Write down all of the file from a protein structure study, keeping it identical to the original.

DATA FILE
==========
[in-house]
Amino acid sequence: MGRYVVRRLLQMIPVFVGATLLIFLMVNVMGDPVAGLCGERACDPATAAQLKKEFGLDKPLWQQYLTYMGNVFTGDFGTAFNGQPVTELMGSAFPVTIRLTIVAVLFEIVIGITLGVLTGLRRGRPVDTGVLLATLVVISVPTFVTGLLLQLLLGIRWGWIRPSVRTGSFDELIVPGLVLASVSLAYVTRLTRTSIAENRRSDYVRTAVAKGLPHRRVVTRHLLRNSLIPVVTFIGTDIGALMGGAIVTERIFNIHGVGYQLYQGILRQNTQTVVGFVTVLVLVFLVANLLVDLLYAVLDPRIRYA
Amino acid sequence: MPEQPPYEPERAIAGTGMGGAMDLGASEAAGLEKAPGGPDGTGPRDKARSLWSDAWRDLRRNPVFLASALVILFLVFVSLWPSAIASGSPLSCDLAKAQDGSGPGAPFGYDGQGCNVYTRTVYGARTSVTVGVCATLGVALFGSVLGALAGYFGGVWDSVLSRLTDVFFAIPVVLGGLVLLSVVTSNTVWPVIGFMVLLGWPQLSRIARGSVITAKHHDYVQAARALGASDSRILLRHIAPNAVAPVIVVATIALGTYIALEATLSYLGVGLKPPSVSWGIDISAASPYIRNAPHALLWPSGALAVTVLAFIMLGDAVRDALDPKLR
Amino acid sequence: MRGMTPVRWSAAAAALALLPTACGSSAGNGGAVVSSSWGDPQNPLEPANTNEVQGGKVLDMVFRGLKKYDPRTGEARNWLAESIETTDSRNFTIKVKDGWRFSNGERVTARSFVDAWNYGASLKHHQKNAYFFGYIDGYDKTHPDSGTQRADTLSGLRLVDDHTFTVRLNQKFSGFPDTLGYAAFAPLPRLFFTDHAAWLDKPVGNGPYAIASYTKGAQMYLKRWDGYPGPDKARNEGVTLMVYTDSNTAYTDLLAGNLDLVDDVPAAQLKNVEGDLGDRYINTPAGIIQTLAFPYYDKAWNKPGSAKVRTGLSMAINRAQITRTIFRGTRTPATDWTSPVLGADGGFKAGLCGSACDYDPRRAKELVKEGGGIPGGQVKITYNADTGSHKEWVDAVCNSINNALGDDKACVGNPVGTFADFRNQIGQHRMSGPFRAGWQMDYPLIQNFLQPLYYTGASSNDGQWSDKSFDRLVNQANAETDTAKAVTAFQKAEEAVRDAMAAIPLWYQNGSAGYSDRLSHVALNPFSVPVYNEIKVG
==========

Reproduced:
[in-house]
Amino acid sequence: MGRYVVRRLLQMIPVFVGATLLIFLMVNVMGDPVAGLCGERACDPATAAQLKKEFGLDKPLWQQYLTYMGNVFTGDFGTAFNGQPVTELMGSAFPVTIRLTIVAVLFEIVIGITLGVLTGLRRGRPVDTGVLLATLVVISVPTFVTGLLLQLLLGIRWGWIRPSVRTGSFDELIVPGLVLASVSLAYVTRLTRTSIAENRRSDYVRTAVAKGLPHRRVVTRHLLRNSLIPVVTFIGTDIGALMGGAIVTERIFNIHGVGYQLYQGILRQNTQTVVGFVTVLVLVFLVANLLVDLLYAVLDPRIRYA
Amino acid sequence: MPEQPPYEPERAIAGTGMGGAMDLGASEAAGLEKAPGGPDGTGPRDKARSLWSDAWRDLRRNPVFLASALVILFLVFVSLWPSAIASGSPLSCDLAKAQDGSGPGAPFGYDGQGCNVYTRTVYGARTSVTVGVCATLGVALFGSVLGALAGYFGGVWDSVLSRLTDVFFAIPVVLGGLVLLSVVTSNTVWPVIGFMVLLGWPQLSRIARGSVITAKHHDYVQAARALGASDSRILLRHIAPNAVAPVIVVATIALGTYIALEATLSYLGVGLKPPSVSWGIDISAASPYIRNAPHALLWPSGALAVTVLAFIMLGDAVRDALDPKLR
Amino acid sequence: MRGMTPVRWSAAAAALALLPTACGSSAGNGGAVVSSSWGDPQNPLEPANTNEVQGGKVLDMVFRGLKKYDPRTGEARNWLAESIETTDSRNFTIKVKDGWRFSNGERVTARSFVDAWNYGASLKHHQKNAYFFGYIDGYDKTHPDSGTQRADTLSGLRLVDDHTFTVRLNQKFSGFPDTLGYAAFAPLPRLFFTDHAAWLDKPVGNGPYAIASYTKGAQMYLKRWDGYPGPDKARNEGVTLMVYTDSNTAYTDLLAGNLDLVDDVPAAQLKNVEGDLGDRYINTPAGIIQTLAFPYYDKAWNKPGSAKVRTGLSMAINRAQITRTIFRGTRTPATDWTSPVLGADGGFKAGLCGSACDYDPRRAKELVKEGGGIPGGQVKITYNADTGSHKEWVDAVCNSINNALGDDKACVGNPVGTFADFRNQIGQHRMSGPFRAGWQMDYPLIQNFLQPLYYTGASSNDGQWSDKSFDRLVNQANAETDTAKAVTAFQKAEEAVRDAMAAIPLWYQNGSAGYSDRLSHVALNPFSVPVYNEIKVG